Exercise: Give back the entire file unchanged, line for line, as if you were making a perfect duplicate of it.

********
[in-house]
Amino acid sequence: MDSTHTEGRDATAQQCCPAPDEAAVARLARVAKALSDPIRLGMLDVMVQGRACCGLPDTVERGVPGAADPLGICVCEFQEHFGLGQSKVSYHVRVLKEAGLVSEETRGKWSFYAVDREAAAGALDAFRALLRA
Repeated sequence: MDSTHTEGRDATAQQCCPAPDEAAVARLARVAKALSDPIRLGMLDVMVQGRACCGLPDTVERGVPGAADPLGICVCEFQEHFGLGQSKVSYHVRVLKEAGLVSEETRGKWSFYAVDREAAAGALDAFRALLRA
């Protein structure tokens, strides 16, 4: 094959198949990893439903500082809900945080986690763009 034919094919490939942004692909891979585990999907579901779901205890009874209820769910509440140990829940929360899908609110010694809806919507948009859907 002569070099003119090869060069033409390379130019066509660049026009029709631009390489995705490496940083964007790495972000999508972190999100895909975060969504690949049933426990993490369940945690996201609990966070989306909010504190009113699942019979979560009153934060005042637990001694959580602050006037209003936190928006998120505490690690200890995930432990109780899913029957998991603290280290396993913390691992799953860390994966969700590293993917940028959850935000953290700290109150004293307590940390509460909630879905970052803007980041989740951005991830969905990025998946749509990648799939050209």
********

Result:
[in-house]
Amino acid sequence: MDSTHTEGRDATAQQCCPAPDEAAVARLARVAKALSDPIRLGMLDVMVQGRACCGLPDTVERGVPGAADPLGICVCEFQEHFGLGQSKVSYHVRVLKEAGLVSEETRGKWSFYAVDREAAAGALDAFRALLRA
Repeated sequence: MDSTHTEGRDATAQQCCPAPDEAAVARLARVAKALSDPIRLGMLDVMVQGRACCGLPDTVERGVPGAADPLGICVCEFQEHFGLGQSKVSYHVRVLKEAGLVSEETRGKWSFYAVDREAAAGALDAFRALLRA
């Protein structure tokens, strides 16, 4: 094959198949990893439903500082809900945080986690763009 034919094919490939942004692909891979585990999907579901779901205890009874209820769910509440140990829940929360899908609110010694809806919507948009859907 002569070099003119090869060069033409390379130019066509660049026009029709631009390489995705490496940083964007790495972000999508972190999100895909975060969504690949049933426990993490369940945690996201609990966070989306909010504190009113699942019979979560009153934060005042637990001694959580602050006037209003936190928006998120505490690690200890995930432990109780899913029957998991603290280290396993913390691992799953860390994966969700590293993917940028959850935000953290700290109150004293307590940390509460909630879905970052803007980041989740951005991830969905990025998946749509990648799939050209």